United States Handel, Messiah: Carolyn Sampson (soprano), Christophe Dumaux (countertenor), Jonas Hacker (tenor), Philippe Sly (bass-baritone), Westminster Symphonic Choir (director: Joe Miller), Philadelphia Orchestra / Yannick Nézet-Séguin (conductor), Verizon Hall, Kimmel Center, Philadelphia, 8.12.2018. (BJ)
Three years ago I hailed the Philadelphia Orchestra and Yannick Nézet-Séguin’s corresponding performance as ‘a Messiah of Awe-Inspiring Greatness’. This time around? Well, it was very good.
It didn’t actually start that well. I felt a certain absence of magic up to the end of Part I. The Westminster Symphonic Choir (a different group from last time) certainly matched the restrained dynamics the conductor again demanded, but restraint seemed to have declined into mannerism, and another disappointment was the less consistent quality of this year’s solo quartet. I hasten to explain that the two upper voices – the well-focused and eloquent alto of Christophe Dumaux (the only solo holdover from 2015), and the dulcet tone and sparkling articulation of Carolyn Sampson, who is probably the finest exponent in the world today of baroque soprano parts – were beyond praise, but they overmatched their low-voice colleagues by a considerable margin.
Jonas Hacker delivered the tenor with undeniable competence but not much drama or intensity. As for bass-baritone Philippe Sly, his strong and darkly attractive voice was impaired by spasmodic out-of-tune explosions in this Part I. His work in Part III raised a question of some musicological interest. Back in 2015 I protested against the conductor’s formally damaging decision ‘to perform the repeat of the main section in “He was despised” dal segno rather than, as the score directs, da capo‘ – in other words, having the voice return immediately without orchestral preface after the middle section. When Handel does write dal segno, as in ‘The trumpet shall sound’, it opens the way for the singer to introduce the repeat with something fresh and dramatic. It is noteworthy that, while that stirring air was correctly given in the earlier performance, this time, with David Bilger’s characteristically brilliant trumpet obbligato going for it, it was shorn of middle section and dal segno, and I could only conclude that the excision was an act of mercy offered by Nézet-Séguin to both the audience and the singer, whose line, tone, and intonation were by this point in the proceedings going woefully awry.
Despite the somewhat anaemic impression left by Part I, after intermission the whole atmosphere of the performance was suddenly transformed. ‘Behold the Lamb of God’, while still kept at a lower dynamic level than usual, immediately restored all the magic and mystery I had been missing, and for the rest of the evening Messiah sounded much more like the revelatory work it had been under the conductor’s hands three years earlier. There were one or two disappointments, such as the omission once again of one of my favorite parts, the alto and tenor duet ‘O Death, where is thy sting’, but there were also many superb moments, including the conductor’s surprising and thought-provoking fining down of choral and orchestral tone at the very end, and Carolyn Sampson’s surpassingly moving account of ‘I know that my Redeemer liveth’. Altogether, the complaints I have noted notwithstanding, this Messiah was gripping and convincing enough that I shall happily come back for the next helping whenever the Maestro feels the urge to serve it.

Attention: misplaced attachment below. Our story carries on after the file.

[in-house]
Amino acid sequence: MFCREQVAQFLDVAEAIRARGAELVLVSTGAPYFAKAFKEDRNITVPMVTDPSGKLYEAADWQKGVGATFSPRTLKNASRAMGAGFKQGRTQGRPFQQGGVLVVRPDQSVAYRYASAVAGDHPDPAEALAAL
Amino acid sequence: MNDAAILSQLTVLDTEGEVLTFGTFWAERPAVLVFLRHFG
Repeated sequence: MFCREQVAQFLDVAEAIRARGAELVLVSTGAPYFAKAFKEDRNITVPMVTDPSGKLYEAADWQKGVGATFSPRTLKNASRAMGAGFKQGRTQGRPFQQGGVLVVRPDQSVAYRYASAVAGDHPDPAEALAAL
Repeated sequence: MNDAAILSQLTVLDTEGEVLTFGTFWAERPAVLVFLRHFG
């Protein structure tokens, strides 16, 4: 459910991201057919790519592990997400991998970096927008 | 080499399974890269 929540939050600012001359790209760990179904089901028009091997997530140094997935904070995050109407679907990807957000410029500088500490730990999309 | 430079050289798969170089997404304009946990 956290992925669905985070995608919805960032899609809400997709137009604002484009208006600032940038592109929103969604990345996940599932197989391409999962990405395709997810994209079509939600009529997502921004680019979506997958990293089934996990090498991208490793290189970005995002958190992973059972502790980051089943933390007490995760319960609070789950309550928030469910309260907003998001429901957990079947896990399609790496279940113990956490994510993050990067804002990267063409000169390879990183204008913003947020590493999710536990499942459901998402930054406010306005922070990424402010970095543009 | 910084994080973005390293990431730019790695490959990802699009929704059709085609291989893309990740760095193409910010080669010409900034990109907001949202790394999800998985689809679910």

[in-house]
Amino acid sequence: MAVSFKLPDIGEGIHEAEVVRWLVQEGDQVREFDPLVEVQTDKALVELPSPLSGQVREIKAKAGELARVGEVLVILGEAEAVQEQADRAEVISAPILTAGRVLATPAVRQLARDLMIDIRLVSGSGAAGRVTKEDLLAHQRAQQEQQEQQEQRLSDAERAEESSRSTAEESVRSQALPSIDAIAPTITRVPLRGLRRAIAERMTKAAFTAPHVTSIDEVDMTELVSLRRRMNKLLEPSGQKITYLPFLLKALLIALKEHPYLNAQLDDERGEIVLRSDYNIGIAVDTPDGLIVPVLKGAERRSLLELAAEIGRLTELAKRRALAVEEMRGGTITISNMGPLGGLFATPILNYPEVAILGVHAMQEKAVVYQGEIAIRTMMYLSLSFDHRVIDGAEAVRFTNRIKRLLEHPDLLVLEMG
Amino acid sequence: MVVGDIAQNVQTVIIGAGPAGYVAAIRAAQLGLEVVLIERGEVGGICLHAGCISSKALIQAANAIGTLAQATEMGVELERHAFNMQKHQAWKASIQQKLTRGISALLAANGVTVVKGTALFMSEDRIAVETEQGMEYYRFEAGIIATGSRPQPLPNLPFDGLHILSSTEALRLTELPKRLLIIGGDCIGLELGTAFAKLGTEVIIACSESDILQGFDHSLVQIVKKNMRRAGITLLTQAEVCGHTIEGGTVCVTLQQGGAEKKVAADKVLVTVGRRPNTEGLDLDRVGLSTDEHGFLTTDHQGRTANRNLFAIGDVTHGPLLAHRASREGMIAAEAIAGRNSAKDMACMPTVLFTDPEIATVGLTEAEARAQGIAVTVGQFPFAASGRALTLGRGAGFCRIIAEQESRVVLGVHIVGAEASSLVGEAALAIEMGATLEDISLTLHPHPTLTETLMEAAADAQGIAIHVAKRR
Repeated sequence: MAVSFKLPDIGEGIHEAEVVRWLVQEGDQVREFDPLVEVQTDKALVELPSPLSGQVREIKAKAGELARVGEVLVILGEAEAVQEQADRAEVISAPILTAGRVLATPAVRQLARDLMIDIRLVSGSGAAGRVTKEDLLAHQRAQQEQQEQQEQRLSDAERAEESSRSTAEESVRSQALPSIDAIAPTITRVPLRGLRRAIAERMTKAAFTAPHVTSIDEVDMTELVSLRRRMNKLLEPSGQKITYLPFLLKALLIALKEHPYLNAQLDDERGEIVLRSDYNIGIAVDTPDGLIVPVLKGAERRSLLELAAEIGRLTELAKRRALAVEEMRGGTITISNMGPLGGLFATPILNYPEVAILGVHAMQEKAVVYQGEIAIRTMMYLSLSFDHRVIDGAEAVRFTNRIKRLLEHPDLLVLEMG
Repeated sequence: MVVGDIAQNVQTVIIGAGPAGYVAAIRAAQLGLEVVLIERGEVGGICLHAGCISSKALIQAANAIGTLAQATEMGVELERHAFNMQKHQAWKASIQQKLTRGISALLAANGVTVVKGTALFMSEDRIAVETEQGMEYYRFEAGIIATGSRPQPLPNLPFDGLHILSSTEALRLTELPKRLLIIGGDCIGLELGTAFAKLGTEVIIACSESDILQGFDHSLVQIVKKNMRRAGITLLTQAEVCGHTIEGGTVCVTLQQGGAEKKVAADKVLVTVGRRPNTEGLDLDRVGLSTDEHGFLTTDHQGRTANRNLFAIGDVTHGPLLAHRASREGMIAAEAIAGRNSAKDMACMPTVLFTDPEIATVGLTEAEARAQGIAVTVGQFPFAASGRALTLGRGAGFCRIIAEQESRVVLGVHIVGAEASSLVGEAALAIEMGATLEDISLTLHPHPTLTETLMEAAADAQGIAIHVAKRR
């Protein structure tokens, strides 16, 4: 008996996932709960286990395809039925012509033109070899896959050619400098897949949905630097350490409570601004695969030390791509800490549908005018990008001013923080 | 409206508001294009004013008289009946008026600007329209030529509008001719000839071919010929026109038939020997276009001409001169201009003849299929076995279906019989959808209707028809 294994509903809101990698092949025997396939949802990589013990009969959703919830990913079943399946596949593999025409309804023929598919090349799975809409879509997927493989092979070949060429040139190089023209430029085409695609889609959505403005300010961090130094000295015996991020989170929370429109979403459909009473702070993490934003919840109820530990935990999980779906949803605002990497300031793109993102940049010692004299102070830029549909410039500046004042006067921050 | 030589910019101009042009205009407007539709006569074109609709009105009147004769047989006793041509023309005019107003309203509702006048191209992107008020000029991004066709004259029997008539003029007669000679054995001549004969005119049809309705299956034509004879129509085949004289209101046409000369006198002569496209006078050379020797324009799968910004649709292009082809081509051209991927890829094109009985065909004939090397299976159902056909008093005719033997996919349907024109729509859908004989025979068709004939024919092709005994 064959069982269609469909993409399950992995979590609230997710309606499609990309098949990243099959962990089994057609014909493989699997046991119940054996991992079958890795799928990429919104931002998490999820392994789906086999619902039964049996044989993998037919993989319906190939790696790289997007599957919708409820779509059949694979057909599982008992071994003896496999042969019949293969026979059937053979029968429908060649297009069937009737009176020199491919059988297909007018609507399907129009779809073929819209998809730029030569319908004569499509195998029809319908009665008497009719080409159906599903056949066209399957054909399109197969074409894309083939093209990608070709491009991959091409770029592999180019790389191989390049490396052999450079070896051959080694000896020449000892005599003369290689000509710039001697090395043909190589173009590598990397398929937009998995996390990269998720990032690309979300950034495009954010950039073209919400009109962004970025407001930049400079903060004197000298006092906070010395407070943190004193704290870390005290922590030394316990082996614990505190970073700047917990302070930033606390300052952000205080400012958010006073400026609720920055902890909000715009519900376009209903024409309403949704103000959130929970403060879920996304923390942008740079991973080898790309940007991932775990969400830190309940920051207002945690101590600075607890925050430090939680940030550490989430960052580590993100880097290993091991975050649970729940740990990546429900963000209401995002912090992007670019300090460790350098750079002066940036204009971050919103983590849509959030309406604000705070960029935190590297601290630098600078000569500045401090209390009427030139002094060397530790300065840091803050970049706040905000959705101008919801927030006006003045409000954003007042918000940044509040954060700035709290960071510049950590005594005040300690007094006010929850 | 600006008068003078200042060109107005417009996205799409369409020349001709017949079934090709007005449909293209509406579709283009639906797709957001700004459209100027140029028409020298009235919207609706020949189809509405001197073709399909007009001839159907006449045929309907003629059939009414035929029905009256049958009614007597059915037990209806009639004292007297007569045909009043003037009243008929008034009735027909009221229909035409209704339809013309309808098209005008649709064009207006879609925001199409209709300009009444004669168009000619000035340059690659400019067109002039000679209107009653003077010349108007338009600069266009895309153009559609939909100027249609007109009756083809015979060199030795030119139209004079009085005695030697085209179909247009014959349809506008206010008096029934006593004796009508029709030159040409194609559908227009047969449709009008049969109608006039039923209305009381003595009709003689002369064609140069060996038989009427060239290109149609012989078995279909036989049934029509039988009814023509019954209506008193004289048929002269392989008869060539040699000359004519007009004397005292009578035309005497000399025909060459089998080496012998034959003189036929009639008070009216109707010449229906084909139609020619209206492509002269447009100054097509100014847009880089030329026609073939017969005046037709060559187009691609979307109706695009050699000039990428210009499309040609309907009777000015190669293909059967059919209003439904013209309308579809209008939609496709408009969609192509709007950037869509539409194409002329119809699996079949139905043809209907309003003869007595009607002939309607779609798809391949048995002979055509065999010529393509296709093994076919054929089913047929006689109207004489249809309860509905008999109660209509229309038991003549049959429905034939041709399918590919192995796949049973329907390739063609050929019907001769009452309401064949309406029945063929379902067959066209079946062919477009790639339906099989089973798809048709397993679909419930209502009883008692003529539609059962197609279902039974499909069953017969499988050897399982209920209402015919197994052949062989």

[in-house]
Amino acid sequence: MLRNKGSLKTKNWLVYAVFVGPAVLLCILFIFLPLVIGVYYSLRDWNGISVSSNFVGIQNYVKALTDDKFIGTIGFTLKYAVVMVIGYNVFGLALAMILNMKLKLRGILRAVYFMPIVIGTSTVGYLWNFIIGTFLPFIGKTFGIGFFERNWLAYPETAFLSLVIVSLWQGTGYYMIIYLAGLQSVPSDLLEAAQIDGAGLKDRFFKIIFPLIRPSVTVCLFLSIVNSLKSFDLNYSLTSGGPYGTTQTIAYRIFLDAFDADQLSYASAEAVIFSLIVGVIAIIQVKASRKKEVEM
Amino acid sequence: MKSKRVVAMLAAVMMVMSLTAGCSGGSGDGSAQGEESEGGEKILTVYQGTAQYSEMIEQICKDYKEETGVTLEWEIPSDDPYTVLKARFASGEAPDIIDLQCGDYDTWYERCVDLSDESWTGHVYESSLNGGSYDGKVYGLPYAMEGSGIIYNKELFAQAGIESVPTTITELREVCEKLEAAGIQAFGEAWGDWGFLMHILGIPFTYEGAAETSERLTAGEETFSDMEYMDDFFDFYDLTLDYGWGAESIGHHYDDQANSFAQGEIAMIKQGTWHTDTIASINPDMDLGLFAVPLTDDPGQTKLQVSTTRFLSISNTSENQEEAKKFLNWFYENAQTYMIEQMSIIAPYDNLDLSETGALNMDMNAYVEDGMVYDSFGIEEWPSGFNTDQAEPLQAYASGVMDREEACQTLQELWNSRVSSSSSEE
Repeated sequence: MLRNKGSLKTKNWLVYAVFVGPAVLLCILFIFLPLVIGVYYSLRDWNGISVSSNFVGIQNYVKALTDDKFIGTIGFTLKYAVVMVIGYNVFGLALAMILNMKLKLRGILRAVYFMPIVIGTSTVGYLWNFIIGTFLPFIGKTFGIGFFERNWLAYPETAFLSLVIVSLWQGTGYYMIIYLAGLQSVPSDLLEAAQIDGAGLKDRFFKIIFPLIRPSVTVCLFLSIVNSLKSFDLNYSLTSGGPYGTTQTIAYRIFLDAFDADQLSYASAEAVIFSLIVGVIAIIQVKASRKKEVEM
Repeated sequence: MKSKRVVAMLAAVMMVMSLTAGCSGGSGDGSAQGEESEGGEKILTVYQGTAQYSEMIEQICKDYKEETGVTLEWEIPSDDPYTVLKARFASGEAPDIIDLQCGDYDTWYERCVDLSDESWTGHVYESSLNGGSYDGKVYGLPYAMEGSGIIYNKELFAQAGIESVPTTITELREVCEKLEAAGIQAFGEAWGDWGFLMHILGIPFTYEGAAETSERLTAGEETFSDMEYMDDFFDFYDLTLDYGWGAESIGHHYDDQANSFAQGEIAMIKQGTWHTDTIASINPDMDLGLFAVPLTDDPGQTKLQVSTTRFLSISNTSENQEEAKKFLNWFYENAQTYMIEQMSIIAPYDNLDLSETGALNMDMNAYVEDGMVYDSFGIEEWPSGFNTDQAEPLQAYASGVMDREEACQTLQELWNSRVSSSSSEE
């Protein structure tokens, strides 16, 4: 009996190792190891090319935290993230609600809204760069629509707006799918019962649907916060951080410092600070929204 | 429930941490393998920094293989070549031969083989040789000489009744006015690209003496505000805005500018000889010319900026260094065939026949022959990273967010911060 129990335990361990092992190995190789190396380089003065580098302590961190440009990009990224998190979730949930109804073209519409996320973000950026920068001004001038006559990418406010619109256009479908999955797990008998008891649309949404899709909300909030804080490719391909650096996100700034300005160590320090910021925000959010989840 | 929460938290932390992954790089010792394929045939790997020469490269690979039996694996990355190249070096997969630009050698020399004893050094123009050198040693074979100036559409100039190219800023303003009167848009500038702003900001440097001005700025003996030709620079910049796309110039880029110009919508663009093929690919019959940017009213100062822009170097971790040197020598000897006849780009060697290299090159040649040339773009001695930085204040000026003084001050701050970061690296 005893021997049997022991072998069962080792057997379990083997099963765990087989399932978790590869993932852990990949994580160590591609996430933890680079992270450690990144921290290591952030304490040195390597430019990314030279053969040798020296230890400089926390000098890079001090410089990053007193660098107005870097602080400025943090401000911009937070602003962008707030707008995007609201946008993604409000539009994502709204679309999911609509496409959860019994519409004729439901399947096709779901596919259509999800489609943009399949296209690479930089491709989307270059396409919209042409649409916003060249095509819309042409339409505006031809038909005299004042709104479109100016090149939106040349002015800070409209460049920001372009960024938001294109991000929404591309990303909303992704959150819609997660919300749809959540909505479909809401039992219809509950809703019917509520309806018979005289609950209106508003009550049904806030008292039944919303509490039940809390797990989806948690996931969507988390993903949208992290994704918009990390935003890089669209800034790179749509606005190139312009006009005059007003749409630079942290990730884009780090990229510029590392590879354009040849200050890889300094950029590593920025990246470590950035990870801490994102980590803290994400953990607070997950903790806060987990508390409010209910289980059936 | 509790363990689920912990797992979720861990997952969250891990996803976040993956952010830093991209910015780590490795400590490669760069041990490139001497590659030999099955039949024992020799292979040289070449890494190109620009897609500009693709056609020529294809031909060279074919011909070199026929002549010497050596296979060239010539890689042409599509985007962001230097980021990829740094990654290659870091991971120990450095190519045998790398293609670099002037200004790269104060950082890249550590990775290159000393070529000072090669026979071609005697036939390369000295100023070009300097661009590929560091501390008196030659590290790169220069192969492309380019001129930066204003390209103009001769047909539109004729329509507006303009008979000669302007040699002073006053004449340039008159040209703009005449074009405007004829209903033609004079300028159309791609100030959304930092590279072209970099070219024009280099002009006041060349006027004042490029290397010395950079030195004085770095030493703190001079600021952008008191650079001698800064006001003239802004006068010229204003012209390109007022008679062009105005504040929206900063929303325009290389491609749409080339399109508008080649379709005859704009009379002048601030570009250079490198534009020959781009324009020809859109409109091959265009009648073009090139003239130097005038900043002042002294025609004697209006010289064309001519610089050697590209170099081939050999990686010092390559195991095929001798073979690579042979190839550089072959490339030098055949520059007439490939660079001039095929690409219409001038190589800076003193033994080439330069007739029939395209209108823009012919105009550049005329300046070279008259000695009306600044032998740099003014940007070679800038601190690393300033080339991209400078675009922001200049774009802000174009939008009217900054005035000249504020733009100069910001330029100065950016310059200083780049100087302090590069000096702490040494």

I cannot, however, conclude without offering a rather tendentious observation. The ‘Hallelujah’ chorus is as far from being the best bit of Messiah as Messiah, for all its outsize repute, is from being Handel’s greatest work: at a rough computation, I would adjudge some two dozen or so of his operas and his other oratorios to outshine it for expressive impact and sheer creative mastery. It is accordingly always amusing for an unreconstructed Brit like me to watch an American hall-full of concertgoers leap to its feet the moment the first strains of ‘Hallelujah’ burst on the air. The origin of this almost universal practice is purely a matter of protocol: King George II was apparently moved by the sound of this chorus to rise to his feet – and of course when the King is standing it is utterly impermissible for us proles to remain in our seats.
For me it is a similar irony to that experienced in watching any number of American college commencement gatherings marching to the sound of ‘Land of Hope and Glory’, Elgar’s heartfelt tribute to the British monarchy that most of their fellow countrymen (sorry – ‘countrypersons’) are so proud of having expelled from the body politic.
But after all, consider Isabel Boncassen, that charming character in The American Senator whom Trollope transfers by her marriage into the British aristocracy, or, coming closer to our own time, think of the Countess of Grantham in Downton Abbey. As the Artist Formerly Known As Meghan Markle might put it, ‘If you can’t beat ‘em, join ‘em’.